Glaucoma is a progressive condition where the internal pressure in the eye increases, causing damage to the optic nerve fibers that can result in permanent loss of vision. Glaucoma is a leading cause of blindness and visual impairment in the United States today, affecting over two percent of the population over the age of 35. Individuals who are especially at high risk for glaucoma include: individuals with a family history of glaucoma; African Americans; diabetics and individuals who are very nearsighted or have had a previous eye injury.
In patients with glaucoma, the intraocular pressure which represents the pressure inside the eye becomes abnormally high. In a normal eye, fluid flows constantly in and out of the anterior chamber, keeping the intraocular pressure at a normal level. In an eye with glaucoma, the passages that normally allow the fluid to drain become blocked. No one is sure why this happens, but unless the pressure is controlled, permanent vision loss occurs.
Narrow Angle Glaucoma – This is a rare type of glaucoma that develops rapidly and its symptoms include blurred vision, severe pain and redness of the eye. This condition requires immediate attention, intensive medical treatment followed by laser surgery.
Open Angle Glaucoma – This is the most common type of glaucoma. It develops gradually and there are no symptoms. That is why eye doctors refer to this condition as “The Sneak Thief of Sight”. Most people are not aware that they have the disease.
Early detection of the disease is essential. It can only be achieved through comprehensive annual eye examinations. Several painless tests are performed to measure the pressure of the eye, and evaluate the health of the optic nerve. If the optic nerve is found to be damaged and the pressure inside the eye is found to be elevated, glaucoma is then suspected and additional tests are performed to confirm the diagnosis. A Visual Field Test will assess any changes in the central and side vision.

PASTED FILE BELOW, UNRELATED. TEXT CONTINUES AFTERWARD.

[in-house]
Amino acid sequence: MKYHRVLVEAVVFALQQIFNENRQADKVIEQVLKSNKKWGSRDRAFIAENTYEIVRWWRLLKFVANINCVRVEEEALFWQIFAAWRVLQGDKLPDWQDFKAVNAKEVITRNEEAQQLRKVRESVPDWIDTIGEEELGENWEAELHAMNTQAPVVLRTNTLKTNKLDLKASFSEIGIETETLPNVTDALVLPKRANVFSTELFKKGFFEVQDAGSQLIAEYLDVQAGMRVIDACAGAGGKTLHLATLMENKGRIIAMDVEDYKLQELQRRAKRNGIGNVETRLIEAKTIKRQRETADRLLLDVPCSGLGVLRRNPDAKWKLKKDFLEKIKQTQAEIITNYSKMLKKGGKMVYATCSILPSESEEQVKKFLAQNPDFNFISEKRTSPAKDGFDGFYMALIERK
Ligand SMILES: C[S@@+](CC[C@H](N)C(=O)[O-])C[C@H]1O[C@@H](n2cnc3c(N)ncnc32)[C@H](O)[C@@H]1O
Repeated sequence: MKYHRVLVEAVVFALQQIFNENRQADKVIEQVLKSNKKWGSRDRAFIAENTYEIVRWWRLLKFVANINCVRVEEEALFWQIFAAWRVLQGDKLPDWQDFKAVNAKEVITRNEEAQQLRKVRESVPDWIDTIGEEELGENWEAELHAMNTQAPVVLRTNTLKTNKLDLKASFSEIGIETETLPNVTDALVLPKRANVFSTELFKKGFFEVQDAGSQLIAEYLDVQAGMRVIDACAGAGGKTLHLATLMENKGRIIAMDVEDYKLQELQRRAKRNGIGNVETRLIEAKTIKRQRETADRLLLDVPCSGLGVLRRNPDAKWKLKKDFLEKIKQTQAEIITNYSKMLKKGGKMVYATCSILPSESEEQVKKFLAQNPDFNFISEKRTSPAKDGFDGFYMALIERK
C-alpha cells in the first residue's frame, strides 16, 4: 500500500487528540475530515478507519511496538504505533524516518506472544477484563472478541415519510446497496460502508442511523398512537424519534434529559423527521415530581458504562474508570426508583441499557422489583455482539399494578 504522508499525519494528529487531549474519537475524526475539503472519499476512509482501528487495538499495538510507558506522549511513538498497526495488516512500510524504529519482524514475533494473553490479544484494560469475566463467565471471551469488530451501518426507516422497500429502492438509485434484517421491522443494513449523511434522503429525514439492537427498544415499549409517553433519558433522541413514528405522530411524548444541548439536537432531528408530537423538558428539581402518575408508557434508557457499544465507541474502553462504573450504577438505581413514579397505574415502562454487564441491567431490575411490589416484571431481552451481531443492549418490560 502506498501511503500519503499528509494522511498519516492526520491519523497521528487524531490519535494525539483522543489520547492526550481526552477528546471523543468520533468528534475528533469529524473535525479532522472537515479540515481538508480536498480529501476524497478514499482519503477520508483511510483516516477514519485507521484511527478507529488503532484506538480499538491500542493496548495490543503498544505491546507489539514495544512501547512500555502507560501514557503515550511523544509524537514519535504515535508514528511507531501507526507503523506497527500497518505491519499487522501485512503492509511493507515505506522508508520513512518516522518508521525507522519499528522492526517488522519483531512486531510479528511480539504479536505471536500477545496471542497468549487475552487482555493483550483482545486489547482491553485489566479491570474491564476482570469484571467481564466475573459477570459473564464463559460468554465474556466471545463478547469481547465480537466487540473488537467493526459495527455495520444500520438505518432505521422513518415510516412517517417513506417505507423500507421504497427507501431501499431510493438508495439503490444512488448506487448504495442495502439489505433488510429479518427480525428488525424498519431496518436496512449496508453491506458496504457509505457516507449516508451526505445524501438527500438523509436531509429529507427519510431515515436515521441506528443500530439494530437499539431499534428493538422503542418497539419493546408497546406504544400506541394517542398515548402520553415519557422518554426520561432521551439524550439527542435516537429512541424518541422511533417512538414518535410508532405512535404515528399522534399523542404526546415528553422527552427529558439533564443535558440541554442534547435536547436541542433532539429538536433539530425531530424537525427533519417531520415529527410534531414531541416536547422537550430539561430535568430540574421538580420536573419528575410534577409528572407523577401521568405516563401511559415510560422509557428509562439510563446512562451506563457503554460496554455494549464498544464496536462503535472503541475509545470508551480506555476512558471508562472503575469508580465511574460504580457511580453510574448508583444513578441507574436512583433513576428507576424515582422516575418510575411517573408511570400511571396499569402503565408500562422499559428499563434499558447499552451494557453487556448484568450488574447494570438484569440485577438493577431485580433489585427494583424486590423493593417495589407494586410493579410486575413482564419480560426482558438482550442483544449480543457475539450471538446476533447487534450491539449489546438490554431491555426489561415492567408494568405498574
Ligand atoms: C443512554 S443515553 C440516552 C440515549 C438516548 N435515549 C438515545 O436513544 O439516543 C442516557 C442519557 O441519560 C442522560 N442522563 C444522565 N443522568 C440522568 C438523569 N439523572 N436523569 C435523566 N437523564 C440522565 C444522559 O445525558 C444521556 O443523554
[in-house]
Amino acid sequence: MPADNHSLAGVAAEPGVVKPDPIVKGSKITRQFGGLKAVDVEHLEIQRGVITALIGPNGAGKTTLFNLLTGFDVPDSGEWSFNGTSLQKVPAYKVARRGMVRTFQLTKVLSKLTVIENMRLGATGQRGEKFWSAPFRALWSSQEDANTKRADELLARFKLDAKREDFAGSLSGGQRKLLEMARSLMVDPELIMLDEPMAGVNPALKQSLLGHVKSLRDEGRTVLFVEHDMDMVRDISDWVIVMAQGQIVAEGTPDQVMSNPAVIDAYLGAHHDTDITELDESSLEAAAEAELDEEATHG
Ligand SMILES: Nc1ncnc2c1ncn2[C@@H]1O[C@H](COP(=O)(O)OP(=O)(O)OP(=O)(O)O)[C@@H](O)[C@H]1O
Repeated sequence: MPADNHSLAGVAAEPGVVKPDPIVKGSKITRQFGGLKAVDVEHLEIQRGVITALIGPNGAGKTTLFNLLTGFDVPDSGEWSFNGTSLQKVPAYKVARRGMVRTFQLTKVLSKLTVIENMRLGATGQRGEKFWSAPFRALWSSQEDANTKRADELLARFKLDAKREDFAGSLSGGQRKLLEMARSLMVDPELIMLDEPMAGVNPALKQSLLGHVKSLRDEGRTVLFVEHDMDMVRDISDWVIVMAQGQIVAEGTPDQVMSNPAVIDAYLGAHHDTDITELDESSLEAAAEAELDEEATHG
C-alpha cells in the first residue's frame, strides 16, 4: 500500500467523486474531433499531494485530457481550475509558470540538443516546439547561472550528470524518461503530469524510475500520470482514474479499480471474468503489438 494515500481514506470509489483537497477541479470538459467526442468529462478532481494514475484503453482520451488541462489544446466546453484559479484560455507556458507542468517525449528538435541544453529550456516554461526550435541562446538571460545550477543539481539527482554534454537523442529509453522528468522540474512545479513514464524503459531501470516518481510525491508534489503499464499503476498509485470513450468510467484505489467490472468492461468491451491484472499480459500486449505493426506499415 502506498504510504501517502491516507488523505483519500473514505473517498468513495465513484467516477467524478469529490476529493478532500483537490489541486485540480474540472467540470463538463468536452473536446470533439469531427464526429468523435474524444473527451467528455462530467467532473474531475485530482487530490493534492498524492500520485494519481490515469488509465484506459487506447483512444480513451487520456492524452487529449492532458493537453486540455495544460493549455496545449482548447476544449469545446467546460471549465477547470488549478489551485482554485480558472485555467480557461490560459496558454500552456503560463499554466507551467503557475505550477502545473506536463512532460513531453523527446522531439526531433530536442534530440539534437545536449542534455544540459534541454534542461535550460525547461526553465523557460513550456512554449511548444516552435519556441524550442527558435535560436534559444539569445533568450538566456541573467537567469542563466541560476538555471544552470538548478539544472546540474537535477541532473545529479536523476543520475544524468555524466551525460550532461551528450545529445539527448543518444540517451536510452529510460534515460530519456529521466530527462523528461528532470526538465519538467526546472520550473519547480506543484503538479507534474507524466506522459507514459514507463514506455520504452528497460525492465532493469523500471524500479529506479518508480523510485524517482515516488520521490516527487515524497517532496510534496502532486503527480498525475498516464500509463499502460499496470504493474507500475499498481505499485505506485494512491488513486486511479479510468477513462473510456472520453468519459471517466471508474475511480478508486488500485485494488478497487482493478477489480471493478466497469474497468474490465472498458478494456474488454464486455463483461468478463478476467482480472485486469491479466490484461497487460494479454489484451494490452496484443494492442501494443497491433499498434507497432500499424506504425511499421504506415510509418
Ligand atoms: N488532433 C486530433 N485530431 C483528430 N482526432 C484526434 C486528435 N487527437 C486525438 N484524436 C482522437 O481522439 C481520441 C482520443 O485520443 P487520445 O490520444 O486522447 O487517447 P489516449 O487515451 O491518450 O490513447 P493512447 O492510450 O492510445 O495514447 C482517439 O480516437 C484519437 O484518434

Without treatment, glaucoma will continue to progress affecting first the side vision then the central vision and eventually cause blindness. However, an appropriate treatment can lower the pressure inside the eye, control the glaucoma and prevent any loss of vision. For most people, the treatment will consist of special eye drops used on a daily basis. Regular follow-up visits will insure that the pressure of the eye is under control and no additional damage to the optic nerve has occurred.
Laser trabeculoplasty uses a special laser beam to selectively open the drainage passageways within the trabecular meshwork (the area responsible for draining the fluid from the eye). In more advanced cases, surgery might be necessary to create a new drain to filter the excess fluid out of the eye.
The eye doctors at the Shammas Eye Medical Center routinely check the health of the optic nerve and the intraocular pressure to detect any abnormal changes. If glaucoma is suspected, visual fields will be performed and medical treatment will be started. If the intraocular pressure can not be controlled with eye drops or if the damage is extensive, our ophthalmic surgeons will use the laser to control the intraocular pressure and avoid progression of the glaucoma.